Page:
THE SOUL OF ROCK AND ROLL PART 3
Roy believed God, music, time and love could cure all things. Something had happened to give Roy the hope of love. Just when He needed it most, He met the girl who would become his wife and constant companion. Roy married Barbara Annemarie Wellhoener Jakobs on May 24, 1969.
When Roy would say ”Barbara saved my life” in interviews, everyone knew He meant it literally. In Barbra, He had found what He was looking for, the once in a lifetime soulmate love that only happens in dreams.
In his live shows, Orbison always had a few extra rockers to add to his ”ballad heavy” string of hits. ”Land Of 1000 Dances” from a 1972 show in Australia is a good example, recorded with his backing band of the time, The Art Movement.
Even during his ”Lost Years,” Orbison was still quite active. Winning a Grammy Award for his duet with Emmylou Harris, ”That Lovin’ You Feelin’ Again.” Touring with the Eagles in 1978. Doing benefits like Farm Aid, and appearing on The Dukes Of Hazzard with Daisy Duke.
INTO THE 1980’s
Carl Perkins, Johnny Cash and Roy Orbison got together one last time. The album was called Homecoming, and what a glorious reunion it was. Carl Perkins gave the best vocal performances of his career. Johnny wrote his best lyrics. Jerry Lee was still wild, and Roy Orbison was still emotional. The songs somehow sound better today than the day they were released in 1985. Roy’s solo song, ”Coming Home”, contains a spiritual quality.
A picture was taken at Sun of Carl, Johnny, Jerry Lee and Elvis and dubbed ”The Million-Dollar-Quartet”. It would have been ”The Million-Dollar-Quintet”, except that Roy was in Texas at the time. The name ”The Million-Dollar-Quartet” was considered for the reunion band, but out of respect for Elvis, they called themselves ”Class of ’55”. Along with the death of Elvis Presley, ”Class of ’55” was the end of the beginning of Rock and Roll. The songs conjure up these friends as a Big Train from Memphis, with Elvis as the engine in the front, Carl in the next boxcar, Johnny the next, Roy the next, all the cool cats from Sun next, and Jerry Lee as the caboose to tear the whole thing down. The passage of time shows just how special that train would prove to be.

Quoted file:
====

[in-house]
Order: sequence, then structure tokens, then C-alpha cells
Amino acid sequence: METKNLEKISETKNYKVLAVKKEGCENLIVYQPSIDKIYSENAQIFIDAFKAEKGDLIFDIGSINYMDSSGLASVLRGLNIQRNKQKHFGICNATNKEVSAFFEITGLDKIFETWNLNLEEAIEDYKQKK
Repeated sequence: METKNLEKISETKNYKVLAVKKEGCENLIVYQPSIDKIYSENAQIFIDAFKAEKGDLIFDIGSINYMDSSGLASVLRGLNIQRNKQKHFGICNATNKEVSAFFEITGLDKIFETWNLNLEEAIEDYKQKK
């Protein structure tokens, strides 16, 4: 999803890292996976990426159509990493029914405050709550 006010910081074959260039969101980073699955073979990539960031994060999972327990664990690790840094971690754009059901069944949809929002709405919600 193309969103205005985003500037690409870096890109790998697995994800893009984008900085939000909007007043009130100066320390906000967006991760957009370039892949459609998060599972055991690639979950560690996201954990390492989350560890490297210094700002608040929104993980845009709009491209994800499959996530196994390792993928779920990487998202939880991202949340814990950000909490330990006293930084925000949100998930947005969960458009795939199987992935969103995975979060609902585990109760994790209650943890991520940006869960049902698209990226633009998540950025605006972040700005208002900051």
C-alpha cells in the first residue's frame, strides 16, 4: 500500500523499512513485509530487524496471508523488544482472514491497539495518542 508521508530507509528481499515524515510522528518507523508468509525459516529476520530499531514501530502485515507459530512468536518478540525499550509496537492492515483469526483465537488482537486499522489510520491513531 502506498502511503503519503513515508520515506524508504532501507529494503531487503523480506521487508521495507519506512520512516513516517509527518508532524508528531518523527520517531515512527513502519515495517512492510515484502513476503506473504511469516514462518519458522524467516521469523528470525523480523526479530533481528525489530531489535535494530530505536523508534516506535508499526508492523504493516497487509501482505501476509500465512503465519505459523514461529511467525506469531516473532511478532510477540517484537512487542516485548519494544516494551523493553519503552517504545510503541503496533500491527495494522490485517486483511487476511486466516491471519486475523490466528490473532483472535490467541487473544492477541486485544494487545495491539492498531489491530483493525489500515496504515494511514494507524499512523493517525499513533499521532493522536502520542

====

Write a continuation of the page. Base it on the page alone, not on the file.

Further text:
In the movie Blue Velvet director David Lynch pointed out the darkness inherent in any Roy Orbison song. In this case, the beautiful song ”In Dreams” would be re-imagined as a nightmare. Lynch also made a Spanish version of ”Crying” called ”Llorando” the set piece for his movie Mulholland Drive.
There never was a band that had more fun than the Travelling Wilbury’s. Like a musical version of Monty Python, Nelson Wilbury, Otis Wilbury, Lefty Wilbury, Lucky Wilbury and Charley T. Junior humbly made music history, notably by actually making great music.
George Harrison had befriended Roy when The Beatles were the supporting act for the English leg of Orbison’s 1963 world tour. That friendship came back full-circle when Tom Petty (who was working with Orbison various projects – The Heartbreakers are all over the album Mystery Girl, Jeff Lynne of the Electric Light Orchestra (Roy’s trusted friend and producer) and Bob Dylan (the best lyricist ever, among other things) formed the dream band.
George Harrison was only in two bands for all He achieved in his mighty career. George is still a Beatle, and He is still a Wilbury. Thy Wilbury Done.
Roy’s spotlight song on the Traveling Wilburys album ”Not Alone Anymore”, is one of his best vocals. It soars like an Angel.
”You Got It”, is so catchy, it’s almost not fair to the listener. It’s like one big chorus. You can hear how big Roy’s love was by the conviction of his voice. The words of a man who promises the world and can deliver. It’s the true life serenade of Roy to Barbara Orbison.